From Eccentric Flower
Privacy and Anonymity Policy
The ease of anonymity on the web has its pros and cons, and I'm on the fence, but anonymity is discouraged here for things that actually matter. I don't insist that people who are just coming here to read a particular article have a login; that would be silly - but:
- You can't post on talk pages unless you have a login;
- You can't read some pages (a very small set) unless you have a login;
If you never want to post a comment, then you can mostly ignore the rest of this page. A large percentage of the people who come here never post any comments and never want to, or are one-shot people who want to say one thing on one page (and I don't grant those people accounts if I can tell that's what they intend). If you want to apply for a login, feel free, but I will grant it only if 1) I have some idea who you are and 2) I think you want to become a regular commentator/participant here, and not just a drive-by.
I don't do this without regrets. As the web is revealed to be a festering, reeking swamp of assholes and spammers, more and more sites require you to register - if for no other reason than minimal proof of good intentions, a token hoop to jump through - to have any sort of privileges or get to the good stuff. Like you, I find this an enormous pain in the ass. I have to keep a private record of all my minor, low-security site passwords (despite the fact that such a record is itself a security flaw), because otherwise I wouldn't remember how to get to some sites I go to once a week, never mind the ones I go to once a year.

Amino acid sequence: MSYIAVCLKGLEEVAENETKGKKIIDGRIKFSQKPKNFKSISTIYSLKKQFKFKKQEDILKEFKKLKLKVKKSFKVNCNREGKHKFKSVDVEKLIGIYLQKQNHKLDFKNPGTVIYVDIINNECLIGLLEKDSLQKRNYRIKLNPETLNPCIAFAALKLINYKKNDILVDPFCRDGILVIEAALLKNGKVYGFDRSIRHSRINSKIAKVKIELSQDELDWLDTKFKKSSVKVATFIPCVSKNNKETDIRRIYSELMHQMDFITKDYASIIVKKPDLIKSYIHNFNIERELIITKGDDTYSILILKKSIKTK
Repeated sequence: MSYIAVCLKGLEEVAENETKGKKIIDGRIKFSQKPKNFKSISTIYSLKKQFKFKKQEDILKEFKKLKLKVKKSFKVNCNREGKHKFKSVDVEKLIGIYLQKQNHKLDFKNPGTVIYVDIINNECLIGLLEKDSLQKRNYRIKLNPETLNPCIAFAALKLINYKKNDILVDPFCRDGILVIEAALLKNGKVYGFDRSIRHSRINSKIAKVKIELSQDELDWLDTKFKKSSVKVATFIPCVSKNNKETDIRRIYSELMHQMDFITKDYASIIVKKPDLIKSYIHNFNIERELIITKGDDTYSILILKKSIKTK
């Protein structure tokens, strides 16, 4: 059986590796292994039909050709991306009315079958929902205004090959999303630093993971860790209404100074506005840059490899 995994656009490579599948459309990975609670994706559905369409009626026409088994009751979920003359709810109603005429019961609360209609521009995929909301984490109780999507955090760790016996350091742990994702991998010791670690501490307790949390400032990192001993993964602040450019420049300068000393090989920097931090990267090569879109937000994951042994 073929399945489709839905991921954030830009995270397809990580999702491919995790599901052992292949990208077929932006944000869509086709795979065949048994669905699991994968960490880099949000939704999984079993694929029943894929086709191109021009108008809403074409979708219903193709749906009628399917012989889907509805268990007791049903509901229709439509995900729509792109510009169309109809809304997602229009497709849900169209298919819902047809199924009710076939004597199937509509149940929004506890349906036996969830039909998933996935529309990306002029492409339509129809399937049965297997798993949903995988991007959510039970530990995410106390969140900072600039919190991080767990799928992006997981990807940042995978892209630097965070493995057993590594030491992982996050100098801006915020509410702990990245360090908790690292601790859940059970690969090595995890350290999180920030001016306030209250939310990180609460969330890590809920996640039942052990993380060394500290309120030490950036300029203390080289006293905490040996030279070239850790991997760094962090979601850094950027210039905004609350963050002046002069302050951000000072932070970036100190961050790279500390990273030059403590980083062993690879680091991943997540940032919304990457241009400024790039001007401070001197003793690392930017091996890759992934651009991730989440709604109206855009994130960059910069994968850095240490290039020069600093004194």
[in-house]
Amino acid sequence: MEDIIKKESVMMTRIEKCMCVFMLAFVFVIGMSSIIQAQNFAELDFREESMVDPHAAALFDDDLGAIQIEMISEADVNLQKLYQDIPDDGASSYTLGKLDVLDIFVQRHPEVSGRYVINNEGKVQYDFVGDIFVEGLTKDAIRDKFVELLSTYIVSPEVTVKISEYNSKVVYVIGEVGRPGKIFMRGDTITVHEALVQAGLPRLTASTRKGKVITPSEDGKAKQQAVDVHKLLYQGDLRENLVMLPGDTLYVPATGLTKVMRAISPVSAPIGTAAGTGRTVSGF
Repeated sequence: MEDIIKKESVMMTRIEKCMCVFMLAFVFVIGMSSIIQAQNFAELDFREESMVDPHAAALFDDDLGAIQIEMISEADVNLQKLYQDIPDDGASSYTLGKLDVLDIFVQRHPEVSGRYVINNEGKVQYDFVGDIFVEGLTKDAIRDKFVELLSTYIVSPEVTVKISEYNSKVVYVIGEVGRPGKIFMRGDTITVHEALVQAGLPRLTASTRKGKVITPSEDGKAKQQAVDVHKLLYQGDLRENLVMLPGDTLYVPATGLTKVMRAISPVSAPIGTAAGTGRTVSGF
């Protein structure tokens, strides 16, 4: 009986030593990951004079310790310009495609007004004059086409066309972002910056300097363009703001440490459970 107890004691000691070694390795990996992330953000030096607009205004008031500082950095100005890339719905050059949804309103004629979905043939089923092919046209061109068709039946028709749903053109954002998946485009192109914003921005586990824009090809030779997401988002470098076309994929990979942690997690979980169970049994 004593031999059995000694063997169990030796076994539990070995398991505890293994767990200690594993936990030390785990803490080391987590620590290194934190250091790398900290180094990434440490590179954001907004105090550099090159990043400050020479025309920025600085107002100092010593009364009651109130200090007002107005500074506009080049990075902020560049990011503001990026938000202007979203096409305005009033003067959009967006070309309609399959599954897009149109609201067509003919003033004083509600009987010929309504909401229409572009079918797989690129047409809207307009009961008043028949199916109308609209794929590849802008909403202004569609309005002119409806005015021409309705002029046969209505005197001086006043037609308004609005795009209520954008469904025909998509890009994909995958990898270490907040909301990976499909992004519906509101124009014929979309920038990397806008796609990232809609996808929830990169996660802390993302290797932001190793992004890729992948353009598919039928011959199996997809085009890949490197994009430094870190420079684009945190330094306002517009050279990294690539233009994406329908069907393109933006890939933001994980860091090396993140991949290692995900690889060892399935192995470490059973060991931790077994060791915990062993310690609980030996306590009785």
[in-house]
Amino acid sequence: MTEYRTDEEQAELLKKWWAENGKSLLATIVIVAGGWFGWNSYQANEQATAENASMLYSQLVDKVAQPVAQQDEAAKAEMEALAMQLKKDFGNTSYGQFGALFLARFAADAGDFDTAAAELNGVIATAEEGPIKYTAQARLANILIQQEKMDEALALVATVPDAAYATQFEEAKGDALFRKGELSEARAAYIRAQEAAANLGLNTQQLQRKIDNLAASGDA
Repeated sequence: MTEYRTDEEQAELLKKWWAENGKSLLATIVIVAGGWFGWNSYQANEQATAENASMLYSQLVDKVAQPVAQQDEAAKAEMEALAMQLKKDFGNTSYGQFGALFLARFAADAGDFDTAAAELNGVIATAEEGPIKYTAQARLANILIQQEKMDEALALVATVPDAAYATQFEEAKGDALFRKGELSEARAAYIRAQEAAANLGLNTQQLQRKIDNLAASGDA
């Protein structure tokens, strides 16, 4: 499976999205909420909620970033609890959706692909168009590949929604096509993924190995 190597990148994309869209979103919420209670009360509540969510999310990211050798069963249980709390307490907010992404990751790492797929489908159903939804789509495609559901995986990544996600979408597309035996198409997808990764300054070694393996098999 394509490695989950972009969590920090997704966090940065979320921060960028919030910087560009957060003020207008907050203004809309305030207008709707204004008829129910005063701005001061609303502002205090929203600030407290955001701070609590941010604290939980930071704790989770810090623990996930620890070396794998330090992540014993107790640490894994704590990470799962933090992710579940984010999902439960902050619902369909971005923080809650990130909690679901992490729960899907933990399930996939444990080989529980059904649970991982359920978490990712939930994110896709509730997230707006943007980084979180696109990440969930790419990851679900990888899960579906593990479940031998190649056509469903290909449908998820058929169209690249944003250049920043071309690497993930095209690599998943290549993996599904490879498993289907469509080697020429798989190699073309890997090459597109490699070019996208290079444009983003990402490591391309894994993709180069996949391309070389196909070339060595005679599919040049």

Single-sign-on systems like OpenID do not work well enough. Yet.
There are places where I keep silent because I have petty personal reasons for not wanting to register. I have essentially given up making comments on at least one of those sites, because I've learned that anonymous comments there, if they ever get posted at all, are mostly ignored. I can't say I blame them; part of me says, "If you won't even do the minimal work of showing us some form of identification, why should we take you seriously?" The other part of me says, "Hell will freeze over before I get an ID there, and if that means they choose to lose whatever profound insights or snappy words I might offer, so be it."
I have more or less stopped registering for new websites, forums, message boards, et cetera because I just can't keep track of it all; yet I worry about what I might be missing. I'm starved for online forums of all kinds at all times, yet I close myself out of them because seeing yet another "Log in to do X!" message raises my hackles, from sheer perversity more than anything else.
So you'd think I'd be a cheerleader for anonymous access.
But, ultimately, here are the reasons I have decided in favor of pushing you to get and use a login here, if you are a regular visitor and intend to do more than just read silently:
It really does discourage nuisances